May is Veterinary Nursing Awareness Month, a whole month dedicated to raising awareness of the veterinary nursing profession and the vital role they play in animal care and treatment.
Helen is one of our dedicated Senior Veterinary Nurses here at Blacks Vets and she kindly took time out to tell us about life as a vet nurse.
How long have you been a Vet Nurse and what route did you follow to qualify?
I've been in practice for over 20 years. I joined Black & Partners in November 1999, only a few months after sitting my A-Levels and as a complete newbie to the industry.
I started college in September 2000 at India House in Birmingham (one day a week) where I undertook anatomy and physiology which were by far my most favourite subjects. In year two I moved my training to Rodbaston College in Stafford where I completed the remainder of my training (radiography, surgical nursing, anaesthesia, laboratory etc).
I qualified at the end of 2002, gaining my Level 3 Diploma in Veterinary Nursing. This employed route allowed me to receive an income whilst also attending college one-day-a-week for two years. I found this time invaluable, as working in practice alongside going to college, meant I could apply the knowledge I was building, to the practical tasks I was helping with every day.
What attracted you to a career as a Veterinary Nurse?
Growing up, my life was centred around animals and I had a keen interest in nursing and helping, so it just seemed like a natural progression.
What does your job as a senior veterinary nurse entail?
- Admitting and preparing animals for surgery
- Monitoring anaesthesia through to patients in recovery
- Nursing sick animals and administering medications prescribed by the veterinary surgeon
- Taking blood samples and placing intravenous catheter
- Preparing and running laboratory samples and laboratory
- Advising owners on the health and welfare of their pets
- Booking appointments, taking payments and completing paperwork
- Pharmacy management and stock control
- Champion for the RCVS Practice Standards Scheme and ensuring compliance with their guidelines
- To ensure the maintenance and good work order of surgical equipment.
What is the most rewarding thing about being a Vet Nurse?
Making a positive change to the health and well-being of an animal.
What kind of attributes do you need to be a good Vet Nurse?
You must have compassion and be hard-working. This is not a 9-5 job. The hours are long and anti-social, and the caseload can be physically and emotionally very demanding. You need to be confident to be able to work well in a team and also alone at times. Common sense and a willingness to learn and expand your knowledge are essential, as medicine is constantly evolving.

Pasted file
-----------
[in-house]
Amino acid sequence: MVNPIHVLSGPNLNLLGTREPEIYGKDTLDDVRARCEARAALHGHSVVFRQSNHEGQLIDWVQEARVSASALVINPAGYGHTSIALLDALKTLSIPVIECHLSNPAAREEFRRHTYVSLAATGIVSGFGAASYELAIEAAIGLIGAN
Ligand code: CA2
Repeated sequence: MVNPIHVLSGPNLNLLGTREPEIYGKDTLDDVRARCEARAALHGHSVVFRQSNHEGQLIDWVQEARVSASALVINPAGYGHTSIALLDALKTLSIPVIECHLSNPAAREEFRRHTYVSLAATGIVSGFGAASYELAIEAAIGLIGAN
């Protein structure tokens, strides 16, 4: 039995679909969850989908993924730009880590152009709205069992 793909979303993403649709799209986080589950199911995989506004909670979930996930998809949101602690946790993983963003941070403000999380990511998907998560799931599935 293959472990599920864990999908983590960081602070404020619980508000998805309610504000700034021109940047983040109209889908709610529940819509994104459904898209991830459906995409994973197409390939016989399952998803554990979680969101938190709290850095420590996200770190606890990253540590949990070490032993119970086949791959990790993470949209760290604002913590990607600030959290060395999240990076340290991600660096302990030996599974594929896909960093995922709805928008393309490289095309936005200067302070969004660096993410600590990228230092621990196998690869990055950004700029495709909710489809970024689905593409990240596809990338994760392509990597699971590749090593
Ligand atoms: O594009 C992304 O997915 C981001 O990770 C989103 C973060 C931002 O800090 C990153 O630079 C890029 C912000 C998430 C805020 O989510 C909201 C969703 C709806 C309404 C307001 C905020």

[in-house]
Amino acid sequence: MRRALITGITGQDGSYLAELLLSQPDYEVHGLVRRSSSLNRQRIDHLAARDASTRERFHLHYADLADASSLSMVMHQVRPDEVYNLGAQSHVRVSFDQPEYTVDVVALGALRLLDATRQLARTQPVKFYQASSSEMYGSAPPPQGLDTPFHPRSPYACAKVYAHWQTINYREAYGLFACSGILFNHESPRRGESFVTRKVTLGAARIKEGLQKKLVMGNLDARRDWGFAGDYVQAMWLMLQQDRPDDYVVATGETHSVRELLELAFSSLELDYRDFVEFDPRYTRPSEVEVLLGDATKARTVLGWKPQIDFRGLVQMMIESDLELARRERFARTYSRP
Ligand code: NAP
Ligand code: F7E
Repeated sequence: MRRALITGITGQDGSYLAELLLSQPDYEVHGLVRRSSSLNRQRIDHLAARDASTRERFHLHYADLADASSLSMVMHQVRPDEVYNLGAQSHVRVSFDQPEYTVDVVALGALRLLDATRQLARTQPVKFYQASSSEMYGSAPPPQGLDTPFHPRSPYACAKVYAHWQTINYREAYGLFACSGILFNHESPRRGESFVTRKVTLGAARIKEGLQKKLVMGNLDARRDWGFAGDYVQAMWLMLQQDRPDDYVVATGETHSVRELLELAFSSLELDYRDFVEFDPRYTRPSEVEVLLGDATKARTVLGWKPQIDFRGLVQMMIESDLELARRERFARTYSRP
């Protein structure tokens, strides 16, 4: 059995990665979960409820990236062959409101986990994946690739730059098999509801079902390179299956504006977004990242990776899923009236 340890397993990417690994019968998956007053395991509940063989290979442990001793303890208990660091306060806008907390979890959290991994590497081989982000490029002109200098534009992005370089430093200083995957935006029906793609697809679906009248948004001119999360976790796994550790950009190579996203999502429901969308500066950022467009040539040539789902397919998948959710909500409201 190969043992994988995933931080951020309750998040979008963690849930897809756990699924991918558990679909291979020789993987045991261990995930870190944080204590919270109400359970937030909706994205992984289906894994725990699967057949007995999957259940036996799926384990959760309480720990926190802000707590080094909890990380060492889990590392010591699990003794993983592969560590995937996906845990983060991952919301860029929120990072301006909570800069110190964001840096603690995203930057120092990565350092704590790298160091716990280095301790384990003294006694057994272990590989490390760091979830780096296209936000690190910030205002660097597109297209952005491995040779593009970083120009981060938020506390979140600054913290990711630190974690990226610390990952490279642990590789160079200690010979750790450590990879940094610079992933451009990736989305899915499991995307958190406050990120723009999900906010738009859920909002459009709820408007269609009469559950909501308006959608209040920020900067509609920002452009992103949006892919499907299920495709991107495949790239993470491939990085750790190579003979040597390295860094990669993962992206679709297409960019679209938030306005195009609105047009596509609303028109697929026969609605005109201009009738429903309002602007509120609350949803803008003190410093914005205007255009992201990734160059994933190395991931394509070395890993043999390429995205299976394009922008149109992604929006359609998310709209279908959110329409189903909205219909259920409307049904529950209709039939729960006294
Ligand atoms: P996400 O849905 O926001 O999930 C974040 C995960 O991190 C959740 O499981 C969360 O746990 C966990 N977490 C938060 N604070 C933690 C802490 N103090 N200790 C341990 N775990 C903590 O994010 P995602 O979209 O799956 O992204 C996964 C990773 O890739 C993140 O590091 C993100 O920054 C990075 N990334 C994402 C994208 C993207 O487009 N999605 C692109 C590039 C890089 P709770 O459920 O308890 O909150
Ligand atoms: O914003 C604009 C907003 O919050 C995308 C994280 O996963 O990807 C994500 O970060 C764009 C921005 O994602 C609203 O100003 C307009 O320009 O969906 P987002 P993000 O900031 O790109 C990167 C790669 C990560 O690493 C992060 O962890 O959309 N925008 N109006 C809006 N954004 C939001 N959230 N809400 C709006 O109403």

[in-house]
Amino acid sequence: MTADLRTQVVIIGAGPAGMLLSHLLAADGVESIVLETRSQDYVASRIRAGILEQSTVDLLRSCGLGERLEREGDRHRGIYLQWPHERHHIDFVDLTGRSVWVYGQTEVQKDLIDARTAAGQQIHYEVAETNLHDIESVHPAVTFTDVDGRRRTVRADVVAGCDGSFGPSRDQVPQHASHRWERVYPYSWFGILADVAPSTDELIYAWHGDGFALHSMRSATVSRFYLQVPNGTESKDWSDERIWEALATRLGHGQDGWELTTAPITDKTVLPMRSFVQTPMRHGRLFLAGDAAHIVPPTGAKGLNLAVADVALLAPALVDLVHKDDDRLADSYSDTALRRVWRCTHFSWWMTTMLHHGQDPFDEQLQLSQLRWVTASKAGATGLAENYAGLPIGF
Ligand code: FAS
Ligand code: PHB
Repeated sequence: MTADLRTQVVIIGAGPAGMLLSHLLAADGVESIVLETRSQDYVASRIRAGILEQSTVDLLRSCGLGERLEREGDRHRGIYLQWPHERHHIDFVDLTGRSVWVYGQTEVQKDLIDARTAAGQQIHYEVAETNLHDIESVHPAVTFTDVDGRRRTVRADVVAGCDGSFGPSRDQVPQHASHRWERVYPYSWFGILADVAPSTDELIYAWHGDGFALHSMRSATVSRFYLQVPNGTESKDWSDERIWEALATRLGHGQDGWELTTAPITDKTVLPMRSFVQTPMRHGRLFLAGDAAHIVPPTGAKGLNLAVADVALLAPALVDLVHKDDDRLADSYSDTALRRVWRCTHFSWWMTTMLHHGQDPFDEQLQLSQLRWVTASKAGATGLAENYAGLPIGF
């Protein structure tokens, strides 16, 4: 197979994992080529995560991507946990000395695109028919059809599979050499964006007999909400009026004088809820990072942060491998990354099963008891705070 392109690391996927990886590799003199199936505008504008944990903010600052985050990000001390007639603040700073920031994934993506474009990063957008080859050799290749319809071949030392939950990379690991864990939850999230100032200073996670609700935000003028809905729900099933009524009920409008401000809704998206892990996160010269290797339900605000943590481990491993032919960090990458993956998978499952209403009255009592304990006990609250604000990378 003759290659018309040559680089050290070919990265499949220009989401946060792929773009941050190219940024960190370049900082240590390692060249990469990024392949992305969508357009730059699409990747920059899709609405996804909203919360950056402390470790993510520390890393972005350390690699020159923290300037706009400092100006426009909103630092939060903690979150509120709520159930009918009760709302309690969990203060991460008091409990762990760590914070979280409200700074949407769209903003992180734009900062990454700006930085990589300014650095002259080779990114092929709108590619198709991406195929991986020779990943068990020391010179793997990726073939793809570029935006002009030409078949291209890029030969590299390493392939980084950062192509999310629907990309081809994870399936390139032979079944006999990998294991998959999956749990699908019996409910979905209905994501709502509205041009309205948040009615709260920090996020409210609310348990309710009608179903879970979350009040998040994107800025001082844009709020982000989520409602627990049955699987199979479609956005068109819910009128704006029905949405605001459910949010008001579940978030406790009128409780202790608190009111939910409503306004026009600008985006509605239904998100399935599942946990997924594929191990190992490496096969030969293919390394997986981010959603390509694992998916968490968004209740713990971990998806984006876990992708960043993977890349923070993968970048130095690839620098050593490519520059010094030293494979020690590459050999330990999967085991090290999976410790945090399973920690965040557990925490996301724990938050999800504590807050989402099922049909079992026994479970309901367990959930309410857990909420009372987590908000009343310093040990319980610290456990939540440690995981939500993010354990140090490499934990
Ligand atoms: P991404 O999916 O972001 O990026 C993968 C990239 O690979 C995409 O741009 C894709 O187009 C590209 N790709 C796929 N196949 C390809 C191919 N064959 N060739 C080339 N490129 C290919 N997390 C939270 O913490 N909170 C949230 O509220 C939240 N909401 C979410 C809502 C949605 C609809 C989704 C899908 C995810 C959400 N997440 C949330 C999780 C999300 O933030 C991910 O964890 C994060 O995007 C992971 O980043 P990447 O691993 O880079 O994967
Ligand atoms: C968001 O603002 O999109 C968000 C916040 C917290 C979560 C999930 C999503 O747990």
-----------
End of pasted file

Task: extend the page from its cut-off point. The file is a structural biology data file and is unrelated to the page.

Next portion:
What advice would you give someone thinking about a career as a Vet Nurse?
Although this profession can bring with it work-life sacrifices, it is also very rewarding. It won't make you a millionaire, but you will feel a sense of accomplishment and satisfaction knowing you've had a big positive impact on an animal’s life at their time of greatest need.
What are the best things about working at Blacks Vets practice?
The animals of course! Oh, and the diversity, no two days are ever the same!
I work with a wonderful team of people and together we pull each other through the tough times, and we bask in the joys of the good times.
What would be your career highlight so far?
Using my knowledge and experience for the rehabilitation of foster animals that I have taken into my home. Seeing them improve medically and emotionally to either remain with us or progress to their forever homes is so rewarding.
Have you completed any additional training to support you in your role?
Apart from regular Professional Development (CPD), I haven't received any additional training. I just picked up the roles I have, applied some common sense, researched what needed to be done and just got on with it.
What's the next step in your career pathway?
I have progressed my way to become a Senior Veterinary Nurse and an advocate for the RCVS Practice Standards within my practice. For me, this, along with the fostering of animals which cross my path, are currently enough for me.
My passions are within anaesthesia and pharmacy and my role allows me to spend time within these fields of veterinary nursing.
Thank you, Helen, for sharing your story.
To find out more about the role of RVNs in veterinary practice, or if you are interested in finding out more about a career in veterinary nursing, visit the BVNA website at www.bvna.org.uk/a-career-in-veterinary-nursing/a-career-in-veterinary-nursing.